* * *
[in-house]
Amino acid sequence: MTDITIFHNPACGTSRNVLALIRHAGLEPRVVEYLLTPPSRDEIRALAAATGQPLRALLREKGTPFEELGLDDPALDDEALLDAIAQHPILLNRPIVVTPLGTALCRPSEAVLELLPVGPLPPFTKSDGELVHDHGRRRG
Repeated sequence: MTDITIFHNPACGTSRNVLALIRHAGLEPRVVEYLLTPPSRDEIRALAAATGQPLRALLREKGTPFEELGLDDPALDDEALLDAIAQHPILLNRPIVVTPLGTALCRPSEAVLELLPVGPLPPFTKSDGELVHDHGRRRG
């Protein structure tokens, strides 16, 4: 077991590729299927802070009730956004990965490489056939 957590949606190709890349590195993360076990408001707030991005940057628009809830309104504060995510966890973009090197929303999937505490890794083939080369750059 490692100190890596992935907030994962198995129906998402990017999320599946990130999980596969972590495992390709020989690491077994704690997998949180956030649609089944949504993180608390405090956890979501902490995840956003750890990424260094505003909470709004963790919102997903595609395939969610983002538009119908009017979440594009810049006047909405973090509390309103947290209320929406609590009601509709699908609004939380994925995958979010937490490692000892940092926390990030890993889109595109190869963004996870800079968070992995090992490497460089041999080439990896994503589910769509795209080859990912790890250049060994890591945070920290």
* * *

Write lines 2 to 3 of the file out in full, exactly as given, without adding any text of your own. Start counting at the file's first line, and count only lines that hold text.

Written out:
Amino acid sequence: MTDITIFHNPACGTSRNVLALIRHAGLEPRVVEYLLTPPSRDEIRALAAATGQPLRALLREKGTPFEELGLDDPALDDEALLDAIAQHPILLNRPIVVTPLGTALCRPSEAVLELLPVGPLPPFTKSDGELVHDHGRRRG
Repeated sequence: MTDITIFHNPACGTSRNVLALIRHAGLEPRVVEYLLTPPSRDEIRALAAATGQPLRALLREKGTPFEELGLDDPALDDEALLDAIAQHPILLNRPIVVTPLGTALCRPSEAVLELLPVGPLPPFTKSDGELVHDHGRRRG